Disabled employees may ask for a transfer to a job closer to home to ease a difficult commute, but the ADA doesn’t obligate employers to help.
The Court of Appeal of California has ruled that an arbitration agreement hidden deep in the recesses of an employee handbook can’t be enforced. The provision didn’t stand out, didn’t require a signature and could be changed by the employer at any time. The court said that rendered it unconscionable.
A San Francisco civil grand jury has concluded that 38 restaurants built into their prices the cost of providing city-mandated employee health coverage—and then never offered the benefits to workers. The grand jurors’ suspicion: That restaurateurs pocketed a substantial portion of the money.
Extended Health Care Private Duty Nursing, a Los Angeles-area home nursing agency, has agreed to pay $654,082 to settle a Fair Labor Standards Act complaint that followed a federal probe into its pay practices.
The 9th Circuit Court of Appeals has given a government employee another shot at a discrimination lawsuit. The case highlights how complicated the litigation process has become, since apparently even the EEOC doesn’t know the rules.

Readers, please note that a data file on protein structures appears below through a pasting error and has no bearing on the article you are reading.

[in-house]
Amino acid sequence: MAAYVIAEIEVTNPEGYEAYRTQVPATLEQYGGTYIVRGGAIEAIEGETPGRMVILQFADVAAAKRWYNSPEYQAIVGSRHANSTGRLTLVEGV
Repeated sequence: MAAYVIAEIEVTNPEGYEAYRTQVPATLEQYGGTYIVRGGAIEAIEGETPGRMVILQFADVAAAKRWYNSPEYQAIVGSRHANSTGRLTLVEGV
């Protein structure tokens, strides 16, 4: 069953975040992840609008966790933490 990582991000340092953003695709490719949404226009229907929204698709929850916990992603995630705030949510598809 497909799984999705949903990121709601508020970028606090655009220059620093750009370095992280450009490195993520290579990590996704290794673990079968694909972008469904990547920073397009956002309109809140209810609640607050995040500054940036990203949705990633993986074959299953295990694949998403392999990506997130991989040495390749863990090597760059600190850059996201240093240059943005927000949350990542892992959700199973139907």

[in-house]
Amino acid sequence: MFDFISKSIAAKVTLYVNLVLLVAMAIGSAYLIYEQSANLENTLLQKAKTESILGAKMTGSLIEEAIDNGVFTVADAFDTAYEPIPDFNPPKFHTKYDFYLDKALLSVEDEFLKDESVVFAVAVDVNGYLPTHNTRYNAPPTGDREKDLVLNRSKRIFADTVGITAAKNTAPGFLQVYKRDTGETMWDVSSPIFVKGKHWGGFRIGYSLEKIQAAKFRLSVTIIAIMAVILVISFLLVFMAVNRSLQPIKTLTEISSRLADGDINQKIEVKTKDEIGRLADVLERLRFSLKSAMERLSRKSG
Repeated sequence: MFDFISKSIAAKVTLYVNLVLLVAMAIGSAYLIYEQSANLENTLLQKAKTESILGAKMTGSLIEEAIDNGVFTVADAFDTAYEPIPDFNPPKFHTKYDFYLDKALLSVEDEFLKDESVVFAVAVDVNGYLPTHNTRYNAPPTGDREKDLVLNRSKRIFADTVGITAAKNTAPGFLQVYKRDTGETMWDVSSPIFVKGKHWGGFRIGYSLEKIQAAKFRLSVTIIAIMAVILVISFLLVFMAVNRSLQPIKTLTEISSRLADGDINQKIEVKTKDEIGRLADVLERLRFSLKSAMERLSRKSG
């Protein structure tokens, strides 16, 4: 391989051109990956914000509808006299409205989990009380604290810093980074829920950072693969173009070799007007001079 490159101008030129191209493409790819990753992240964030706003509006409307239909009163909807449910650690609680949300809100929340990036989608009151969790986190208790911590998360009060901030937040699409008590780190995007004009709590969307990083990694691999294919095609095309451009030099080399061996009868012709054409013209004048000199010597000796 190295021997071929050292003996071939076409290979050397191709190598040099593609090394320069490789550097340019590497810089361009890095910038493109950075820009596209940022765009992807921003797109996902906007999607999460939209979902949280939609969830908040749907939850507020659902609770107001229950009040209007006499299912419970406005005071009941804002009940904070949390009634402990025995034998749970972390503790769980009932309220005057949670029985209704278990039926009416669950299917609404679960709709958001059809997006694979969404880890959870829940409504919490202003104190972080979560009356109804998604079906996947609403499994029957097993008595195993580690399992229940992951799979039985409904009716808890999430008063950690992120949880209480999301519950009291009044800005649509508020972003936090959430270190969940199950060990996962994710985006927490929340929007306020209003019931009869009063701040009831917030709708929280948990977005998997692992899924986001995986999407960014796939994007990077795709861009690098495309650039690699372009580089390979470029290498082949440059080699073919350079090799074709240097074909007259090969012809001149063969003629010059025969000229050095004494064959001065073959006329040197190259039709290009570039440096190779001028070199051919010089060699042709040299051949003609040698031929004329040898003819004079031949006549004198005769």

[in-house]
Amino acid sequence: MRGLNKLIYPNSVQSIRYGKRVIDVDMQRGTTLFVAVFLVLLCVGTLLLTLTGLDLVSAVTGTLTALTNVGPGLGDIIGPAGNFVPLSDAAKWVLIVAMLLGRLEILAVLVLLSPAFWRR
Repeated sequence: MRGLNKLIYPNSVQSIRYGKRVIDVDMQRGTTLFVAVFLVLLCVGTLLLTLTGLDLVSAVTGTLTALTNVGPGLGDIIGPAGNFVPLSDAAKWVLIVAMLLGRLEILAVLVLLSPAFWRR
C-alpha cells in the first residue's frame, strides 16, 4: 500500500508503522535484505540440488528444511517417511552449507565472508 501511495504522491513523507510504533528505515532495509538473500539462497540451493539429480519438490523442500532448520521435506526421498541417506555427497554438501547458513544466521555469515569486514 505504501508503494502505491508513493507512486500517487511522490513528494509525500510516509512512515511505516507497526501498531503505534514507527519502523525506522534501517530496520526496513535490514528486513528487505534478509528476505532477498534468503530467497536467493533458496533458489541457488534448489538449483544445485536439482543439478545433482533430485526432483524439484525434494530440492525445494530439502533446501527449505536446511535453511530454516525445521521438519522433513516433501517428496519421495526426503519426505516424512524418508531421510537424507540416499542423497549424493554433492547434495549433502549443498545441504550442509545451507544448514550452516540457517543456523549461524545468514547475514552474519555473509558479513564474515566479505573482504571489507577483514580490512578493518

Employers experiencing economic difficulties can cut positions if need be and not worry that it cost the job of an employee who was out on maternity leave. But beware! If the decision to cut the employee was based on her having taken leave, she can sue.
The Court of Appeal of California has upheld an arbitration agreement included in an employee handbook. The difference between this case and the arbitration case in “Don’t bury arbitration agreement in handbook”
: The agreement was clear and obvious.
There are some things employers just can’t do, no matter what a senior manager may want. For example, you can’t punish a good employee for pointing out potential legal violations.
Foothill Ranch-based fashion retailer Wet Seal faces a class-action lawsuit from black current and former employees who allege an internal email complained that the company had too many black workers.
Some employers favor arbitration agreements as a way to cut down on expensive and time-consuming litigation and avoid rogue juries that often sympathize more with workers than big, bad employers. But the reality is that arbitration agreements often cause more litigation, not less.